Council of Scotland
There is a pleasure in camping in mountains
inexplicable to the unbeliever, but will at once
be apparent to anyone of imagination.
Camping wild is one of the best ways to enjoy
and appreciate the beauty of Scotland's hills,
glens and coastlines. When done responsibly, it
has minimal impact on the environment. This Code
provides advice on how to keep impacts to a
minimum, as well as setting out the legal
position and describing the advice given in the
Scottish Outdoor Access Code.
Plan ahead, and consider not only your own
impact, but the repeated impact by others.
CAMPING AND THE LAW
The Land Reform (Scotland) Act 2003 and Scottish
Outdoor Access Code came into force on 9th February
2005. The Act establishes a statutory right to camp
and the Code describes the responsibilities and best
practice guidance that should be followed when
exercising your right to camp wild.
section in the Trespass (Scotland) Act 1865, which
contained an offence of camping on land without the
consent of the owner or occupier, has been repealed
via Schedule 2 of the Land Reform (Scotland) Act
2003. The 2003 Act confirms that camping is a lawful
activity when done by a person in the exercise of
the access rights created by the Land Reform Act.
The Scottish Outdoor Access Code contains guidance
on the responsibilities that accompany the access
rights in the Act. The Code provides specific advice
on wild camping and recommends that in order to
avoid causing problems you should not camp in
enclosed fields of crops or farm animals. The full
version of the Code can be found at:
The larger the group, the harder it is to keep
impacts to a minimum. Keep groups small.
Remember that people have to make their living from
Camp as unobtrusively as possible.
Remember that noise travels from tents disturbing
wildlife as well as humans.
SET AN EXAMPLE
Minimum Impact Camping
Commit yourself by following this guidance and encourage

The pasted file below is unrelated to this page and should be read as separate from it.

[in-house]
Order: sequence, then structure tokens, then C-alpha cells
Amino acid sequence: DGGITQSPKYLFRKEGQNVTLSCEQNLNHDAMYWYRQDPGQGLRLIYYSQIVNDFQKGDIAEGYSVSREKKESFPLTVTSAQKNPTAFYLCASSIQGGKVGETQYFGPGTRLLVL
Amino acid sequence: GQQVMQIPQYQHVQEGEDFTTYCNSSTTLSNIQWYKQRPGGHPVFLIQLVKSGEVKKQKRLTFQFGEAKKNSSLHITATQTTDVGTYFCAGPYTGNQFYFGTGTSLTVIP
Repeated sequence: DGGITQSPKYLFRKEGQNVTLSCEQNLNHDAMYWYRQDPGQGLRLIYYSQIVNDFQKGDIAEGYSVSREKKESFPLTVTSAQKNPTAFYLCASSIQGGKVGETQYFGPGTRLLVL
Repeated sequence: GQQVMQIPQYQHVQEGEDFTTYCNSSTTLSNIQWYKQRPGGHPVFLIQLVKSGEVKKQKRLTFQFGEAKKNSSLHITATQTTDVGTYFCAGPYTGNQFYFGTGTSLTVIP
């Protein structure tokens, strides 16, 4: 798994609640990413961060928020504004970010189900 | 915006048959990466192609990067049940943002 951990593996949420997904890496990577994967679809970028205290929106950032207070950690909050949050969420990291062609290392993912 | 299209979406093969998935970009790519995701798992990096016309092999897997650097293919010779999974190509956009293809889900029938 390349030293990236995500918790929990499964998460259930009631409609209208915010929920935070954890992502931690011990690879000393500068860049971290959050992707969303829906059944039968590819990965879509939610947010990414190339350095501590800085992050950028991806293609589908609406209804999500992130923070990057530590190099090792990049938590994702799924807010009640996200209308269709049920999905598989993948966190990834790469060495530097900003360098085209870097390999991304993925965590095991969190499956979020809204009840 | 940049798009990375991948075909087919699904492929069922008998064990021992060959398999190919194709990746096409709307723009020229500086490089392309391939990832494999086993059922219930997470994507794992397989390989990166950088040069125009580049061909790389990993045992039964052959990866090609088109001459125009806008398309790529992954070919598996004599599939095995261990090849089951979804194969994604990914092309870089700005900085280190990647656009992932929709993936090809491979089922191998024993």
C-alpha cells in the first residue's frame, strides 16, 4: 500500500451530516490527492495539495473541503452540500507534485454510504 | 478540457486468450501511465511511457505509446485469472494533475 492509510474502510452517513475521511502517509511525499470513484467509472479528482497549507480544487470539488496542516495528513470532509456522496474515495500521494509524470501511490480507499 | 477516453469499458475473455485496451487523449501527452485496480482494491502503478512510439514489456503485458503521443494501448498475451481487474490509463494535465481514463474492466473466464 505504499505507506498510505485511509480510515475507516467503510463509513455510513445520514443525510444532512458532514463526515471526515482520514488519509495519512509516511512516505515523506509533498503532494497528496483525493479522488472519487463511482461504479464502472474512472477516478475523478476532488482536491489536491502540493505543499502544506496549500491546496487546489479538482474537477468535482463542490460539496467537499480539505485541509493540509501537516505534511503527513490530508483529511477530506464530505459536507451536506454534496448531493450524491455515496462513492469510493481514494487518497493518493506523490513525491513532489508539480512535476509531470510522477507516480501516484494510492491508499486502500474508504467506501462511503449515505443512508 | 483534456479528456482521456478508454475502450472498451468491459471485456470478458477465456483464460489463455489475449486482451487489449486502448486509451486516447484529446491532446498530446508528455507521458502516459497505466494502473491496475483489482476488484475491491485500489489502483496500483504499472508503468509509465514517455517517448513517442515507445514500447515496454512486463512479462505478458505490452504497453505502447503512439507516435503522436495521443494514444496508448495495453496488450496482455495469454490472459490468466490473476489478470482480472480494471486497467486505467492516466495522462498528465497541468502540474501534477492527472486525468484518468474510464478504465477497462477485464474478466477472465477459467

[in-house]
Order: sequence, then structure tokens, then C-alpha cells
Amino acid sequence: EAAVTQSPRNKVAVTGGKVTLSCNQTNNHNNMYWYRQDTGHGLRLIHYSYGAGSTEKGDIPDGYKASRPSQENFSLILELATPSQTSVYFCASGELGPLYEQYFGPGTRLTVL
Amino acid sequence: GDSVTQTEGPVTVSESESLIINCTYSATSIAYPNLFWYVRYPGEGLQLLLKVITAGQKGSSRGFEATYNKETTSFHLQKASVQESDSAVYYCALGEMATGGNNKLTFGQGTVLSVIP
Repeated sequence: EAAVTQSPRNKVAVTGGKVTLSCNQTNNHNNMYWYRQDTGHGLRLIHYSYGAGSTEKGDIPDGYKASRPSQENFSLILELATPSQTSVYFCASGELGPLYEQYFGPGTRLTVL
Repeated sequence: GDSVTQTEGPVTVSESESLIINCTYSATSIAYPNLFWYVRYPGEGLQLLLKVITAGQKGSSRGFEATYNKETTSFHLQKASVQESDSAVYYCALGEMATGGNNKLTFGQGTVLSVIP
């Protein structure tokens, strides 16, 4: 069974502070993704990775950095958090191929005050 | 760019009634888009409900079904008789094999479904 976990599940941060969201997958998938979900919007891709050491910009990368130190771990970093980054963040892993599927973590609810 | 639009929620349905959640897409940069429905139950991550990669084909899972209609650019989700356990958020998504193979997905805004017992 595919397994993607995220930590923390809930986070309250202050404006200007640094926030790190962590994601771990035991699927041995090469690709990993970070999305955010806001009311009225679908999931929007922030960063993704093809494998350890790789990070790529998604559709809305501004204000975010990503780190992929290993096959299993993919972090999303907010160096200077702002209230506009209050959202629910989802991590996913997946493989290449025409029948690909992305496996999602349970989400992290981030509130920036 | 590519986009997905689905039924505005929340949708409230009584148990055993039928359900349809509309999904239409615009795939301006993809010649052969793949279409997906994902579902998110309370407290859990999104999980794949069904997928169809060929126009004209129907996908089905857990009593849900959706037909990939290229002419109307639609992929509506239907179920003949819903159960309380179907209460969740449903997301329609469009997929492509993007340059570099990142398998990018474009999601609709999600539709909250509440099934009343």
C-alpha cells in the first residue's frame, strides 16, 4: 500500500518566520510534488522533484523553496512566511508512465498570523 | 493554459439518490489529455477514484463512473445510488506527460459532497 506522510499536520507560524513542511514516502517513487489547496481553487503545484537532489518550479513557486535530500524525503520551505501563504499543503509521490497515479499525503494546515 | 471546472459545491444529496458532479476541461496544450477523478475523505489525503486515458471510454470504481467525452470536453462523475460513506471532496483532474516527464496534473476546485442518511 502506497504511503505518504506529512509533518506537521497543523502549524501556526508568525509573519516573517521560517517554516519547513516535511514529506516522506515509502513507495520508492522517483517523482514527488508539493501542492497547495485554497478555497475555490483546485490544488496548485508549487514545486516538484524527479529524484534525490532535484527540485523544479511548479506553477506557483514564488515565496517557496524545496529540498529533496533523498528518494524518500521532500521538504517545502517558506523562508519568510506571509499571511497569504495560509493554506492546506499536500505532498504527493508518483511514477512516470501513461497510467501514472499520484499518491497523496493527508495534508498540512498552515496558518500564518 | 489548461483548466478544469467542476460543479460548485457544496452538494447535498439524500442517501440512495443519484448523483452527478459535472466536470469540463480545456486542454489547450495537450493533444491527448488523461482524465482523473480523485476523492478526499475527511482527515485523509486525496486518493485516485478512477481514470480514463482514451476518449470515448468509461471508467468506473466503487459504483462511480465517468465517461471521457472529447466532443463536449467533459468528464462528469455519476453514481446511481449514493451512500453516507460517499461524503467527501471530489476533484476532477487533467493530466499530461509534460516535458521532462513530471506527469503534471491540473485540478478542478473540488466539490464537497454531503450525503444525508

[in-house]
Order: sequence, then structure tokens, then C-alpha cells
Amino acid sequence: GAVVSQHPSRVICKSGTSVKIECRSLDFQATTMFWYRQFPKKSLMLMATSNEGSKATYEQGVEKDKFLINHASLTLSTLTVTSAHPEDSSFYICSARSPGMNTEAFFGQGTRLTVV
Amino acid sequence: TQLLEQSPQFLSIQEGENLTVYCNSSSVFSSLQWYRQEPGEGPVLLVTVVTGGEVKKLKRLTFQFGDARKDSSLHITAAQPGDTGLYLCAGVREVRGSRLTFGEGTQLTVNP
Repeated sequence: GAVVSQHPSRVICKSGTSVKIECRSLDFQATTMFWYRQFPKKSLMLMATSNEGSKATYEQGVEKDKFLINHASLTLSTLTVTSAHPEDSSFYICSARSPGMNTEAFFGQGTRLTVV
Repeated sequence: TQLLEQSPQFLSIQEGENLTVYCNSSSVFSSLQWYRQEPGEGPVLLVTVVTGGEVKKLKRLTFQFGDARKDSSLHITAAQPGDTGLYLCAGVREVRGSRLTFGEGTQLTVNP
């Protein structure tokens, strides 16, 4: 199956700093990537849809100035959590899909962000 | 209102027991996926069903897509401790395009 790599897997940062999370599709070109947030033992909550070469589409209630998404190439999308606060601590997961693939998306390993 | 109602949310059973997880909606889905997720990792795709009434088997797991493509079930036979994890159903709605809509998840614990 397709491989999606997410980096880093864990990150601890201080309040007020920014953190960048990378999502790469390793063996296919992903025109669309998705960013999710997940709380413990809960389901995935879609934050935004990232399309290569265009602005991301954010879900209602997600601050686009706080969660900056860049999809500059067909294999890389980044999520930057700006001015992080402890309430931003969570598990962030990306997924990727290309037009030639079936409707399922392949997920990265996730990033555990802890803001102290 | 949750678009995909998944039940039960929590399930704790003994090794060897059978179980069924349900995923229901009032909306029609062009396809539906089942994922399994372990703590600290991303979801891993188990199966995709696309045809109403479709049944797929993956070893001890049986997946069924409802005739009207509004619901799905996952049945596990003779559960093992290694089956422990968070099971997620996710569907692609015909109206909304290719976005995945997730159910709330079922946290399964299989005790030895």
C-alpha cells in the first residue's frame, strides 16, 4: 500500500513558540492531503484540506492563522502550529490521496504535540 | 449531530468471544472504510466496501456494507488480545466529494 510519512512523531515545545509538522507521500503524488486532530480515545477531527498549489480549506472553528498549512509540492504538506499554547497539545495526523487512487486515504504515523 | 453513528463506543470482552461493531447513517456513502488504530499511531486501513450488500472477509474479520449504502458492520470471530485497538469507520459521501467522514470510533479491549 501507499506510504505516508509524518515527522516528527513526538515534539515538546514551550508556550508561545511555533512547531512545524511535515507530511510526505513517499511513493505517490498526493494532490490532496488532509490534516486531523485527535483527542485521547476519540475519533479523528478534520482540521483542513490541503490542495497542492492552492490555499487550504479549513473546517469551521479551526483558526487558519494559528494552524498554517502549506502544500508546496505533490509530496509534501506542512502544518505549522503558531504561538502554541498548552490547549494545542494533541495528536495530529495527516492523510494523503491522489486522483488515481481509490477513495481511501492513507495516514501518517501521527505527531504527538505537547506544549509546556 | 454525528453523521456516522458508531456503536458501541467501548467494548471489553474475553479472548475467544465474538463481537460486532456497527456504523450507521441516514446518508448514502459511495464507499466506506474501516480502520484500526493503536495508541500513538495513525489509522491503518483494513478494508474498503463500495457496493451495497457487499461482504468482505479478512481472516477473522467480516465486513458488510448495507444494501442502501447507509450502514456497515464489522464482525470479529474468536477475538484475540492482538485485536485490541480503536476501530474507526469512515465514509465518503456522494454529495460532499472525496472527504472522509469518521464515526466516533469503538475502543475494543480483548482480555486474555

your friends to do likewise.
Consider not only your own impact, but repeated
impact by others.
Develop your own skills in finding a discreet place
to camp rather than resorting to popular
congregational spots that tend to be overused.
in doubt about any of your actions, make an effort
to find out what is right. Don't carry on wondering
whether your present practice is right or wrong.
Enjoy the freedom of wild camping without leaving a
trace of your passage. Protect our country's
outstanding scenery and wildlife as well as the
Camping on the same spot harms vegetation. Aim to
move frequently and do not stay for any longer than
3 nights in the same place.
Vegetation is more sensitive at higher altitudes.
Aim to camp lower down in glens where vegetation
recovers more easily.
Dead wood is an important habitat for insects and
many small animals, so it is best to avoid fires
even for cooking.
Lighting fires poses a high fire risk on peaty soils
and close to tinder dry grass. A high risk of fire
can exist at any time of year, and not just in times
MINIMISE DISTURBANCE TO WILDLIFE
Watercourses and loch sides are important sites for
birds and animals. Take extra care when camping near
burns and lochs, and try to avoid camping
immediately beside them.
Food scraps (even when buried) attract scavenging
birds and animals, some of which prey on more
vulnerable nesting birds. Carry all scraps of food
out with you.
prepared to move if you become aware that you are
disturbing nesting birds or animals.
Always find a spot at least 30 metres from
fresh/running water when going to the toilet.
Bury excrement in a small hole (not under boulders).
A trowel or ice axe can be used to lift a flap of
turf. In areas of sensitive upland vegetation, such
as the Cairngorms plateau, vegetation takes a long
time to recover, so holes should not be dug at all.
particularly careful to bury excrement properly when
the ground is snow covered.
Burying tampons and sanitary towels doesn't work as
animals dig them up. Please carry them out. Placing
them in a container with a tea bag helps to absorb
Follow the more specific guidance on Human
Sanitation in the MCofS Human Sanitation Code
LEAVE CAMP AS YOU FOUND IT
Remove all litter (even other peoples!) Think ahead
and only carry in what you are prepared to carry
out. Do not bury or hide litter under stones as it
can harm wildlife and offends those who visit after
Choose a dry site to pitch on rather than resorting
to digging drainage ditches and removing vegetation
and boulders. In replacing boulders, return them to
the same place, the same way up.
Although camping beside a road is not normally
considered wild camping, it does take place and is
lawful. Following a few simple guidelines can reduce
Whenever practicable use an official campsite with
Ask nearby residents before pitching if you wish to
camp near houses.
Remember vehicles have a great impact on vegetation.
Park on hard ground or on a safe metalled area. It
is better to walk to your car than drive to your
Avoid sites that are at risk of being overused.
Congregational roadside camping can cause
Take particular care with toilet hygiene.
you are just looking for a place for a few hours
sleep, then pitch late, leave early and be
This guidance has been adapted from the leaflet "Wild
Camping, A Guide to Good Practice" first published by
the Mountaineering Council of Scotland in 1996, and last
updated in 2005.